|Publication number||US7587341 B2|
|Application number||US 10/905,388|
|Publication date||Sep 8, 2009|
|Filing date||Dec 30, 2004|
|Priority date||Dec 30, 2004|
|Also published as||US20060149636|
|Publication number||10905388, 905388, US 7587341 B2, US 7587341B2, US-B2-7587341, US7587341 B2, US7587341B2|
|Inventors||Laura Wagner, Ron Cirihal, Yen Truong, Jill Forbis, Trish Webb, Andy Moir|
|Original Assignee||Ford Motor Company|
|Export Citation||BiBTeX, EndNote, RefMan|
|Patent Citations (18), Non-Patent Citations (6), Referenced by (5), Classifications (11), Legal Events (5)|
|External Links: USPTO, USPTO Assignment, Espacenet|
1. Field of the Invention
The present invention relates to methods of directing the sourcing of a part or a component from a secondary supplier.
2. Background Art
As the size and complexity of manufactured articles increases, the complexity of efficient component purchasing systems for such articles increases. Manufactured items such as automobiles include numerous sub-systems each of which include a number of components. For example, automobiles include a powertrain system, sound systems, exhaust systems, environmental control systems, computer control systems, and the like. Moreover, market and governmental pressures require the constant design and redesign of these systems. Each system includes many discrete subcomponents that are purchased from suppliers.
Experience in the purchase of automobile components has shown that it is desirable to purchase parts from only a select few suppliers that are called Tier 1 suppliers. The advantages of dealing with such a reduced numbers of suppliers include a reduction in accounting expenses, improved component quality, and associated reduction in component expenses. The reduction in accounting expenses is the result of having to monitor and track the performance of a smaller number of primary suppliers. Improved quality is the result of suppliers competing for the coveted Tier 1 status, and from the experience the supplier obtains over time in having such a status. Moreover, the reduction in component costs is a direct result in the competition and experience associated with Tier 1 status.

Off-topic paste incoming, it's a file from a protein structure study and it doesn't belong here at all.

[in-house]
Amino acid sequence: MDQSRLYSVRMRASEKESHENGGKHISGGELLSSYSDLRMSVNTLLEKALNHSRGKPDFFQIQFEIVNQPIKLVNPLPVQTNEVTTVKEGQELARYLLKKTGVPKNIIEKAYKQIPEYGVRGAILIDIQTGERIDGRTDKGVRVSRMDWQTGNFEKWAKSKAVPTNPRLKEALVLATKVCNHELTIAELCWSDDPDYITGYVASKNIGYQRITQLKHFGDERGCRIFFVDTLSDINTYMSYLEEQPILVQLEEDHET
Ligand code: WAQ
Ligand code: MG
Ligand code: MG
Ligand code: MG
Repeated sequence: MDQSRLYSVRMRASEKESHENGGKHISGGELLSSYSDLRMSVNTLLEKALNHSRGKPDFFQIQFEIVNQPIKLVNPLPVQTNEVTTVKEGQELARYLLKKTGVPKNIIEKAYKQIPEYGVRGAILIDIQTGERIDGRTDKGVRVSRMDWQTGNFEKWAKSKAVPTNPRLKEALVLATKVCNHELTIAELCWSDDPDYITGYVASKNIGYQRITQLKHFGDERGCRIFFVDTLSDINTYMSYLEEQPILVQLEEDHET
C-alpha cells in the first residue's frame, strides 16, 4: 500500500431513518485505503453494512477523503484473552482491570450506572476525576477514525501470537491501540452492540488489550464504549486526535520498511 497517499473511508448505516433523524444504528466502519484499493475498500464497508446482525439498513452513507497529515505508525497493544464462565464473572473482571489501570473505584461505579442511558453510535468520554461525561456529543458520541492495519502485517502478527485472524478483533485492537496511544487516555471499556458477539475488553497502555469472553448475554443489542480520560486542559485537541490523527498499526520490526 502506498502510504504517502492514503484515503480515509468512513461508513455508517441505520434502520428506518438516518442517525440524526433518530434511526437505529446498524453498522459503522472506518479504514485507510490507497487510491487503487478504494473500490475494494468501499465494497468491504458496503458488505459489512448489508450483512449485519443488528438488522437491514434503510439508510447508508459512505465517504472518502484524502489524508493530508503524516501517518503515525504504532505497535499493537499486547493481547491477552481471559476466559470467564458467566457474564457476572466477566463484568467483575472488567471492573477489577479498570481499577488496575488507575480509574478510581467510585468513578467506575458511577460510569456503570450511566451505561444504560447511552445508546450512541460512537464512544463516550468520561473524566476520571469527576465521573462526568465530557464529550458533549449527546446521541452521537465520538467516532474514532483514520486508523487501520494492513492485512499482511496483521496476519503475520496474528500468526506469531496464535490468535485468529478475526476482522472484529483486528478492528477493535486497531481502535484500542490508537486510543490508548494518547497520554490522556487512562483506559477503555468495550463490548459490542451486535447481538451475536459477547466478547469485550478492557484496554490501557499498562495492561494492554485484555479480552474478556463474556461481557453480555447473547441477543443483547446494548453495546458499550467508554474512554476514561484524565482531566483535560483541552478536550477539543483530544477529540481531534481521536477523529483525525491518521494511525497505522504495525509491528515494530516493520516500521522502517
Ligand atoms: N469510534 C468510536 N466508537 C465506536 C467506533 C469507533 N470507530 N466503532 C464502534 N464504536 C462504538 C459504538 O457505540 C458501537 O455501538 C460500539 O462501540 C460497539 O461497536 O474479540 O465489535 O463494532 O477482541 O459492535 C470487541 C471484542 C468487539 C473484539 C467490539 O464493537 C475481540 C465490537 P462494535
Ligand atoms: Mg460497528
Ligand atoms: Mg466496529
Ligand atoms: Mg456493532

Notwithstanding the advantages in dealing with a reduced number of suppliers, there are associated problems. Complex manufactured components often include a large number of components. Moreover, a large manufacturing company may manufacture a number of articles each of which include a number of components. Accordingly, it is not always possible to obtain every part from the Tier 1 suppliers.
Manufacturing companies have used various methods to deal with the inadequacies in only purchasing from Tier 1 suppliers. Such methods have typically involved participation by the manufacturing company in the purchasing of parts from secondary suppliers referred to as Tier 2 suppliers. Tier 2 suppliers are those suppliers from which Tier 1 suppliers purchase components. For example, a Tier 1 supplier purchase a part from a Tier 2 supplier and store it until needed by the manufacturing company. Such a situation then creates a bailor-bailee relationship between the manufacturing company and the Tier 1 supplier which may include several undesirable legal consequences.